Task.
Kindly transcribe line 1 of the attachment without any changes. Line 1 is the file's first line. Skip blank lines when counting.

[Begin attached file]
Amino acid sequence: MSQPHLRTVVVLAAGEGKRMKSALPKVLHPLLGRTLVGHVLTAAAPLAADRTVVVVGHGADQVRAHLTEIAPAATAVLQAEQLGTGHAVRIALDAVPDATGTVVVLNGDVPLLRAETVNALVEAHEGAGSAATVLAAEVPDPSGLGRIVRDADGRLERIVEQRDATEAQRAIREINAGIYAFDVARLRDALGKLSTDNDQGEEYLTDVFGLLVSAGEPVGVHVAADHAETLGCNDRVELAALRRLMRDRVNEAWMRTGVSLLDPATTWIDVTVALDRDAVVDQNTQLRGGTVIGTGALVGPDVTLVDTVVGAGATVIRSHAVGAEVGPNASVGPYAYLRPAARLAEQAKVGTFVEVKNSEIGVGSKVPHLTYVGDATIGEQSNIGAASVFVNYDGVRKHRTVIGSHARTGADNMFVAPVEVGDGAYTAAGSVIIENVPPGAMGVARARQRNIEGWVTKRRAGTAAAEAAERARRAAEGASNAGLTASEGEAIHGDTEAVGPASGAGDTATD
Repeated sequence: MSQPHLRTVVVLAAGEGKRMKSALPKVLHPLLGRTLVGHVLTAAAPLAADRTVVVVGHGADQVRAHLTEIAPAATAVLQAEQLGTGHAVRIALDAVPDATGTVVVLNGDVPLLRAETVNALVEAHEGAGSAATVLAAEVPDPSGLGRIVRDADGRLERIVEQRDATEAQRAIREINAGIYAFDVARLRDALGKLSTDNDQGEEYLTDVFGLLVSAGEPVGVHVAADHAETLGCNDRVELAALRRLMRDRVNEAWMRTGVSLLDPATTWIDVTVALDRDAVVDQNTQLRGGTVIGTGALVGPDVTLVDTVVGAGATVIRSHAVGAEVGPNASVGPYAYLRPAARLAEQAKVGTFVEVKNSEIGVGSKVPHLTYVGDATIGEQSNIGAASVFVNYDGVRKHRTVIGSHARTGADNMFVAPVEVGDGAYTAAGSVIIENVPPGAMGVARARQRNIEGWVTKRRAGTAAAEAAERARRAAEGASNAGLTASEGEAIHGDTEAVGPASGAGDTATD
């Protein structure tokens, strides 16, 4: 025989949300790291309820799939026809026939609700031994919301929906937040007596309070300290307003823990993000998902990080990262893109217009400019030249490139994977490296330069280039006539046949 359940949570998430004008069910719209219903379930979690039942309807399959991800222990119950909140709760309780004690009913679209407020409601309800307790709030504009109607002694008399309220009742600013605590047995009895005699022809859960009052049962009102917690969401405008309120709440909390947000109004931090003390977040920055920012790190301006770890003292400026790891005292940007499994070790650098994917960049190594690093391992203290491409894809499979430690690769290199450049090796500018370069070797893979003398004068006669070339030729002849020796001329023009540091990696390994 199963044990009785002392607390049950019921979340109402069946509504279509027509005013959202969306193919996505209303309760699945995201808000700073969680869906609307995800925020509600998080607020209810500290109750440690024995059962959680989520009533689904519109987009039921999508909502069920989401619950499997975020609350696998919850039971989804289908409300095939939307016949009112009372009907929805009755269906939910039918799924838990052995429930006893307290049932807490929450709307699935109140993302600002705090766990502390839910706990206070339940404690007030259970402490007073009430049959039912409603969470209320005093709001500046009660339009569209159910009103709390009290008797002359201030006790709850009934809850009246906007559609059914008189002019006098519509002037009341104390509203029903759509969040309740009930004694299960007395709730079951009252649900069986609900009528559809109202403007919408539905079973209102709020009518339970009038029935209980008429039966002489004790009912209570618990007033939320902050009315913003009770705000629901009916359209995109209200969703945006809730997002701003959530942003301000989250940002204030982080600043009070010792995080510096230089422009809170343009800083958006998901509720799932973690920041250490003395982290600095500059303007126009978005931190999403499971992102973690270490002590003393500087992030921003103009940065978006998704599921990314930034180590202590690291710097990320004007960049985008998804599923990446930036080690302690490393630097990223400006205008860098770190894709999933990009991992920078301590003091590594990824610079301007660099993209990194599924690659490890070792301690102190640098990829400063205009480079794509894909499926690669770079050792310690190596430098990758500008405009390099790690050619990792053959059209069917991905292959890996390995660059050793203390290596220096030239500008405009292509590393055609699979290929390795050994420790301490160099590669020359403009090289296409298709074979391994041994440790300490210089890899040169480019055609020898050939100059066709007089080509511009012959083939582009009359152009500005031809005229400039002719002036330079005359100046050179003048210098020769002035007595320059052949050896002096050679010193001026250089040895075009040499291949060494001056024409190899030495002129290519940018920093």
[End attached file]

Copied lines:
Amino acid sequence: MSQPHLRTVVVLAAGEGKRMKSALPKVLHPLLGRTLVGHVLTAAAPLAADRTVVVVGHGADQVRAHLTEIAPAATAVLQAEQLGTGHAVRIALDAVPDATGTVVVLNGDVPLLRAETVNALVEAHEGAGSAATVLAAEVPDPSGLGRIVRDADGRLERIVEQRDATEAQRAIREINAGIYAFDVARLRDALGKLSTDNDQGEEYLTDVFGLLVSAGEPVGVHVAADHAETLGCNDRVELAALRRLMRDRVNEAWMRTGVSLLDPATTWIDVTVALDRDAVVDQNTQLRGGTVIGTGALVGPDVTLVDTVVGAGATVIRSHAVGAEVGPNASVGPYAYLRPAARLAEQAKVGTFVEVKNSEIGVGSKVPHLTYVGDATIGEQSNIGAASVFVNYDGVRKHRTVIGSHARTGADNMFVAPVEVGDGAYTAAGSVIIENVPPGAMGVARARQRNIEGWVTKRRAGTAAAEAAERARRAAEGASNAGLTASEGEAIHGDTEAVGPASGAGDTATD